Social media (SM) usage is increasing across the globe. Of the 7.6 billion people populating earth, 4 billion are believed to be Internet users. Over 3 billion are SM users, representing over 40% global penetration , .
In this issue of IEEE Technology and Society Magazine, we contemplate SM; we can postulate effects on political, economic, socio-cultural, technological, legal, and environmental (PESTLE) factors. We reviewed how social networking sites (SNS)
are channels used to socio-politically raise awareness and mobilize people during elections. We reviewed opinions shared by females who face strict gender segregation rules.
We brought special focus to the Middle East, the transcontinental region with an estimated 130 million active SM users (up almost 40% from 2017) and 164 million Internet users (or 65% penetration) , . Our authors confirmed findings from previous studies : SM users in the Middle East describe a lack of freedom of expression, and worry about legal consequences when creating and sharing content. Some users can face fines and prison sentences if posts are interpreted as critical or insulting, or if photographs or videos of others are posted without consent .
Some clerics, or others in authority in this region, have blamed SM for uprisings. Therefore, some governments block, restrict, or prohibit popular sites and services. Yet, SM are not the causes of discontent or disaffection. SM are channels of communication. Discontent and disaffection are upstream, flowing downstream into many various tributaries for communication; tributaries can be online and offline channels.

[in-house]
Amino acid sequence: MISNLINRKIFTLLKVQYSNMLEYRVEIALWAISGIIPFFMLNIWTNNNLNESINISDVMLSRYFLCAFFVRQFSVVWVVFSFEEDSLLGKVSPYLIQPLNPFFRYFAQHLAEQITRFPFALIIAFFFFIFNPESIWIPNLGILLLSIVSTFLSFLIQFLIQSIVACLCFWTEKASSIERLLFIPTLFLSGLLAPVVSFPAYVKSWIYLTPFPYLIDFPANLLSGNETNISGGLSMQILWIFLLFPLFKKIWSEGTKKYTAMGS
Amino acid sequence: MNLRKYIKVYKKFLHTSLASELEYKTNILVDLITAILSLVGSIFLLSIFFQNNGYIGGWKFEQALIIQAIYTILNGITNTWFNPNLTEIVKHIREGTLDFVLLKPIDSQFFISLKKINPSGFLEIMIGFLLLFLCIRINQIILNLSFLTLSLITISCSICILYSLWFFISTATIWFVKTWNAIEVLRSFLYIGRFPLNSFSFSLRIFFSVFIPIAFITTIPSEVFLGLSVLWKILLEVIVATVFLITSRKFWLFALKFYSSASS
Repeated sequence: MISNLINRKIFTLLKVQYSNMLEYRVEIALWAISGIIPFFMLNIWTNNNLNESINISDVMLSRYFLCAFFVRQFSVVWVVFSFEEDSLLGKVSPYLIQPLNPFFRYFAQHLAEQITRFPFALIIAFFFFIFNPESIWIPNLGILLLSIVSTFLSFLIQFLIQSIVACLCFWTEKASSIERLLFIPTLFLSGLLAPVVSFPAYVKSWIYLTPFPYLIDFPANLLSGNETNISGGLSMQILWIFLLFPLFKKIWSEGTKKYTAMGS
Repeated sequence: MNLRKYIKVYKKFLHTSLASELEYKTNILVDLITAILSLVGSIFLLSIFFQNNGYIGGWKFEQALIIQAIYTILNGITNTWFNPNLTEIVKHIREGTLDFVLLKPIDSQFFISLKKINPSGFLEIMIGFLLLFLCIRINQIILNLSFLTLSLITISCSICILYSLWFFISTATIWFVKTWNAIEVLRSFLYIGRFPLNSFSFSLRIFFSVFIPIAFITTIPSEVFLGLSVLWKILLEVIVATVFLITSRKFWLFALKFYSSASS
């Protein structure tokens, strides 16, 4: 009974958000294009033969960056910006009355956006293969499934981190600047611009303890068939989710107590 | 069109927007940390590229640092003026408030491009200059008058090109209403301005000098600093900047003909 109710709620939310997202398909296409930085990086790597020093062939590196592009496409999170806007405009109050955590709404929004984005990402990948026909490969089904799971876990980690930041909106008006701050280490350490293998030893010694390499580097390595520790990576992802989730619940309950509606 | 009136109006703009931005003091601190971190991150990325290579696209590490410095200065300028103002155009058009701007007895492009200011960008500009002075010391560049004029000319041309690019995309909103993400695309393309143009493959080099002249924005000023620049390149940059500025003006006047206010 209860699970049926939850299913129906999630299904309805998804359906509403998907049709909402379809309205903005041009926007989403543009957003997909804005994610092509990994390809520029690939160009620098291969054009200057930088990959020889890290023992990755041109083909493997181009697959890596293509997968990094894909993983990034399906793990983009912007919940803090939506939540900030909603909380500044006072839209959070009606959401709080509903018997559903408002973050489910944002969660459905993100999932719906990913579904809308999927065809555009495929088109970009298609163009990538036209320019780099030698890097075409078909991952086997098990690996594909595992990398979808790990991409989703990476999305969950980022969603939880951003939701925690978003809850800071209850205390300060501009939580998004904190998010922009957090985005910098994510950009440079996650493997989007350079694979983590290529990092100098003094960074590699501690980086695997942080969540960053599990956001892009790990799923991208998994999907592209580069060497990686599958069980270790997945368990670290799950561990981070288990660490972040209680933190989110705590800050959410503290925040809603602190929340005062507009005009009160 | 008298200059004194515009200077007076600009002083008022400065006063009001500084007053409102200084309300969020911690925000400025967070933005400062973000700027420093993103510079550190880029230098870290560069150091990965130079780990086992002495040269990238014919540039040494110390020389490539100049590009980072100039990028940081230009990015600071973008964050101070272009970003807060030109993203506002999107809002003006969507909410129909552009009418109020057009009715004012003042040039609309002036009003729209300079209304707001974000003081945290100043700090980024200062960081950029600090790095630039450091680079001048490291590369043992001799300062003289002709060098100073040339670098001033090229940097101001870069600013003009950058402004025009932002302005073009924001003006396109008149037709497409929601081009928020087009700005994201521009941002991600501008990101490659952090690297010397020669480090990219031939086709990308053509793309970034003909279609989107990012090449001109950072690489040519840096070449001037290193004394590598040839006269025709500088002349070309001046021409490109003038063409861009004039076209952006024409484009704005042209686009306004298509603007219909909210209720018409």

Yet, undeniably, SM continue to prove powerful. Communication is a formidable tool for empowerment. Citizens can use SM to communicate to influence large audiences,
to build group identity and unity, and to expose abuses. SM can give voice to the voiceless. People can become empowered.
In an interconnected world, the autocratic will continue to face challenges with the digital. Savvy users persist to find methods to bypass communication suppression, much like the 46% of survey respondents in Arab regions reporting multiple accounts on a single SNS platform .
With all the suppression efforts aimed at avoiding political instability, perhaps the autocratic misjudge the empowerment borne through SM. Particularly, because empowerment/civic participation is believed to be one of the four necessary conditions required to achieve sustainable political stability .
Christine Perakslis is Associate Professor in the MBA Program, College of Management, Johnson & Wales University, Providence, RI. Email: firstname.lastname@example.org.
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